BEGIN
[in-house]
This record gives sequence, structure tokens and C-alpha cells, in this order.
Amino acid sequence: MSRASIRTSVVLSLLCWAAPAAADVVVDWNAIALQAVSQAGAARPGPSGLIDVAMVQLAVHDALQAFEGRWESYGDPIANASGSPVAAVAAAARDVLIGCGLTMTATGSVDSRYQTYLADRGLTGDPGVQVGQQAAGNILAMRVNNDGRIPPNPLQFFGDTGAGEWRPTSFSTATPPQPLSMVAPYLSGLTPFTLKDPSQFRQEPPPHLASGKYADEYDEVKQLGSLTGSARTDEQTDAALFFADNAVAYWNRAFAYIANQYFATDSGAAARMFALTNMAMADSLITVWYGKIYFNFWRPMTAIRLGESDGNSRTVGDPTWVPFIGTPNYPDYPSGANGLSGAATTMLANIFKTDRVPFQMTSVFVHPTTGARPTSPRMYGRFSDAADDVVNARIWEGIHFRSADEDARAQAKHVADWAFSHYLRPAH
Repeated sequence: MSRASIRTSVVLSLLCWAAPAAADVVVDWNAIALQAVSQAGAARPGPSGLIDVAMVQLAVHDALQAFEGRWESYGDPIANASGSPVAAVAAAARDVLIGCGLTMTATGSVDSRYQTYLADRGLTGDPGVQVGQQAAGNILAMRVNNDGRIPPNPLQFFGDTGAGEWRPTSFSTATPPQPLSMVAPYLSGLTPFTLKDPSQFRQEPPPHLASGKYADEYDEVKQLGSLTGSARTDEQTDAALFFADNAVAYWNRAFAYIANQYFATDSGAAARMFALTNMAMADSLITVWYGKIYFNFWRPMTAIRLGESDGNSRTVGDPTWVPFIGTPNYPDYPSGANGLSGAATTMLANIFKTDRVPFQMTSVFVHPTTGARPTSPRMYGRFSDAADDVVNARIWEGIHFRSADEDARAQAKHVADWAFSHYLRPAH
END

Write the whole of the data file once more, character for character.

[in-house]
This record gives sequence, structure tokens and C-alpha cells, in this order.
Amino acid sequence: MSRASIRTSVVLSLLCWAAPAAADVVVDWNAIALQAVSQAGAARPGPSGLIDVAMVQLAVHDALQAFEGRWESYGDPIANASGSPVAAVAAAARDVLIGCGLTMTATGSVDSRYQTYLADRGLTGDPGVQVGQQAAGNILAMRVNNDGRIPPNPLQFFGDTGAGEWRPTSFSTATPPQPLSMVAPYLSGLTPFTLKDPSQFRQEPPPHLASGKYADEYDEVKQLGSLTGSARTDEQTDAALFFADNAVAYWNRAFAYIANQYFATDSGAAARMFALTNMAMADSLITVWYGKIYFNFWRPMTAIRLGESDGNSRTVGDPTWVPFIGTPNYPDYPSGANGLSGAATTMLANIFKTDRVPFQMTSVFVHPTTGARPTSPRMYGRFSDAADDVVNARIWEGIHFRSADEDARAQAKHVADWAFSHYLRPAH
Repeated sequence: MSRASIRTSVVLSLLCWAAPAAADVVVDWNAIALQAVSQAGAARPGPSGLIDVAMVQLAVHDALQAFEGRWESYGDPIANASGSPVAAVAAAARDVLIGCGLTMTATGSVDSRYQTYLADRGLTGDPGVQVGQQAAGNILAMRVNNDGRIPPNPLQFFGDTGAGEWRPTSFSTATPPQPLSMVAPYLSGLTPFTLKDPSQFRQEPPPHLASGKYADEYDEVKQLGSLTGSARTDEQTDAALFFADNAVAYWNRAFAYIANQYFATDSGAAARMFALTNMAMADSLITVWYGKIYFNFWRPMTAIRLGESDGNSRTVGDPTWVPFIGTPNYPDYPSGANGLSGAATTMLANIFKTDRVPFQMTSVFVHPTTGARPTSPRMYGRFSDAADDVVNARIWEGIHFRSADEDARAQAKHVADWAFSHYLRPAH